The psyche of the bushfire arsonist

The psyche of the bushfire arsonist

12 October 2007

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The Australian bush plays an important role in our national identity. Generations of poets, musicians and artists have attempted to capture the spirit of the bush. Why then on a hot dry summer’s day would someone want to strike a match and start a bushfire?

Research analyst Damon Muller from the Australian Institute of Criminology’s Bushfire Cooperative Research Centre is part of a team that has been analysing Australian fire agency data in the hope of identifying trends and patterns on deliberately lit fires. “Looking at the picture Australia wide we find that about half of all bushfires for which there is a cause contributed are deliberately lit”.

The reasons why a person would light a bushfire are different to those that would motivate a person to light other sorts of fires. “In general people light structural fires for reasons like revenge, concealing a crime, or for insurance money. We think that bushfire arsonists are motivated by more psychological reasons. Certainly revenge can be one of them, but in some circumstances it might be to create excitement, or relieve boredom, or even lighting a fire and warning people so that they play the hero”. Part of the attraction is that the arsonist can mobilise a huge public response by a simple and small action.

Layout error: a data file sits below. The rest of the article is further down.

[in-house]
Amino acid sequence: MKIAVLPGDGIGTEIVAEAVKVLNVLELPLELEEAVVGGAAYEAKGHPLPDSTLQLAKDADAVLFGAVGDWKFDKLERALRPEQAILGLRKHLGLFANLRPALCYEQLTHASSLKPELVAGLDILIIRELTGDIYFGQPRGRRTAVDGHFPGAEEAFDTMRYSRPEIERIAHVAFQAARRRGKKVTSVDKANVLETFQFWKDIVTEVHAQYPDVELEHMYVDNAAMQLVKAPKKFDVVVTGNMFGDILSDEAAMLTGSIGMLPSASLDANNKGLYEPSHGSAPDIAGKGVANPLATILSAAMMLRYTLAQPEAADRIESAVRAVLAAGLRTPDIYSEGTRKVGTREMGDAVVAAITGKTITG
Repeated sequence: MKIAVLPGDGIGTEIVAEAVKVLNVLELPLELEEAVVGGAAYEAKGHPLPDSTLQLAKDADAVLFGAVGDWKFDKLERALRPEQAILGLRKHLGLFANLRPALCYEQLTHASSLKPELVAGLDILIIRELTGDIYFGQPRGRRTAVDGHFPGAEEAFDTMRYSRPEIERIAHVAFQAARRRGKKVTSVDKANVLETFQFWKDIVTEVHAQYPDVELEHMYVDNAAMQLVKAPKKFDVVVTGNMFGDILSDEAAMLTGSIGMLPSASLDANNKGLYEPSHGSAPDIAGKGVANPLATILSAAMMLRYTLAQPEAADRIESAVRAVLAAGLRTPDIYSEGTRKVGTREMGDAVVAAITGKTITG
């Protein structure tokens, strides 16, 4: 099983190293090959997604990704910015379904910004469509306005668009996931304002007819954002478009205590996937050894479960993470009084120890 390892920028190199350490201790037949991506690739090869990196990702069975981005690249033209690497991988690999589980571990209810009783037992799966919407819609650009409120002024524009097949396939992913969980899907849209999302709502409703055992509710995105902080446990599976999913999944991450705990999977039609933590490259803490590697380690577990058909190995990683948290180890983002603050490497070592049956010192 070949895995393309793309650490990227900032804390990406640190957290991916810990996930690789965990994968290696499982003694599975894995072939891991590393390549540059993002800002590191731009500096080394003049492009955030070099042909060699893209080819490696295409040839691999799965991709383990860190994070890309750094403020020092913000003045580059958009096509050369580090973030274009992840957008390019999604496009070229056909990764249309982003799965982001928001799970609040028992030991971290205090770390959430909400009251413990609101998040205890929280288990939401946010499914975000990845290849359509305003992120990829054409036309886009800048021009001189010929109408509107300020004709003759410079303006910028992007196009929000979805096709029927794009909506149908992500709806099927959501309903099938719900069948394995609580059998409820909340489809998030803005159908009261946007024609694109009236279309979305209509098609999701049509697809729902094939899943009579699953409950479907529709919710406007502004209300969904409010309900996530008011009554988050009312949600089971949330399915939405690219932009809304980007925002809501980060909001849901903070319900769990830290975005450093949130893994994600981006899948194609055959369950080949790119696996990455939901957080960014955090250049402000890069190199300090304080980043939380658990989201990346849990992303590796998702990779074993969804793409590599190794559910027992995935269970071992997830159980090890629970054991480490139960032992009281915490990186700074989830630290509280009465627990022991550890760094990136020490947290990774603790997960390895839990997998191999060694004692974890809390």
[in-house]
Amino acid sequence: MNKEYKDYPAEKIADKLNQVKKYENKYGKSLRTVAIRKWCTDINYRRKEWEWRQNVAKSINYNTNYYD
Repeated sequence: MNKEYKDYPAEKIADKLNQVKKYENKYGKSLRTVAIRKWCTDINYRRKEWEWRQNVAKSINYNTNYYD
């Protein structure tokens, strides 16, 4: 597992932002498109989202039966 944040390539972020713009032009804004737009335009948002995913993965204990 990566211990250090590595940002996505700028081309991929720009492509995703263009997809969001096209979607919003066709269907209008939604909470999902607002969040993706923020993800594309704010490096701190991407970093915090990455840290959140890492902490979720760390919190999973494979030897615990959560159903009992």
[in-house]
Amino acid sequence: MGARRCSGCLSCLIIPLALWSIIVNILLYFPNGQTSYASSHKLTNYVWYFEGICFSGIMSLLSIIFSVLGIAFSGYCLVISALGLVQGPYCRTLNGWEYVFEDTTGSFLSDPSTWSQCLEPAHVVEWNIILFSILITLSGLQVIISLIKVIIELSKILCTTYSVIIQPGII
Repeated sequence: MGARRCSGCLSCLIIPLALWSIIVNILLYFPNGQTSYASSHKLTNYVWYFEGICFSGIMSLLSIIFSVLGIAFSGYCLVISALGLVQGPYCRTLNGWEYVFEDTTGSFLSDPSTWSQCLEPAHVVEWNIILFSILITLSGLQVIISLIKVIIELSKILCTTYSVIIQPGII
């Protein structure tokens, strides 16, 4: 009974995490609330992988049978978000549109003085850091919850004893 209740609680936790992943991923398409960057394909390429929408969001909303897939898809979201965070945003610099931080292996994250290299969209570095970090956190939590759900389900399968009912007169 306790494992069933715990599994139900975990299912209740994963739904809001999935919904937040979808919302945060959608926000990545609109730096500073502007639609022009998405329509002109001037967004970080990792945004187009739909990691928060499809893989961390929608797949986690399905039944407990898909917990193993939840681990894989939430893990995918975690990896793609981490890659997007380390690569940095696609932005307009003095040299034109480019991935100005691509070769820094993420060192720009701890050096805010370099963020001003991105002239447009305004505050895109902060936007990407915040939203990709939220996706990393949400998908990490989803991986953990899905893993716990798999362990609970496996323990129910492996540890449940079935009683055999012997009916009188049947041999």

Deliberately lit fires follow a number of patterns. “There are more deliberately lit fires in areas where there are more people. We also find that deliberately lit fires tend to be smaller than natural fires, but they are potentially more dangerous because they are so close to where people live”. From analysing the times and days that bush fires occur the Australian Institute of Criminology has been able to identify that fires are more likely to be lit on weekends and from 4pm on weekday afternoons. “Fires in the afternoon may be more likely to be school children which suggests that increased education programs might be appropriate in helping to reduce fires.

Catching and prosecuting an offender is a difficult task. “We looked recently at some statistics of arsonists in NSW and there were hundreds every year, not thousands. That’s a lot less people caught than there are fires deliberately lit”. Rather than relying on the fire agencies catching the offenders and prosecuting them the data that Damon and his team are collecting will hopefully help to prevent some of the fires from occurring. “We can feed this information to the fire agencies and that way they can plan for fuel reduction. If they can organise prescribed burns in an area that we know is visited by serial arsonists, well then there won’t be nearly as much for the arsonist to set alight”.

The Australian Institute of Criminology analysis of fire agency data will be publicly released at the beginning of the 2007 – 2008 bush fire season.

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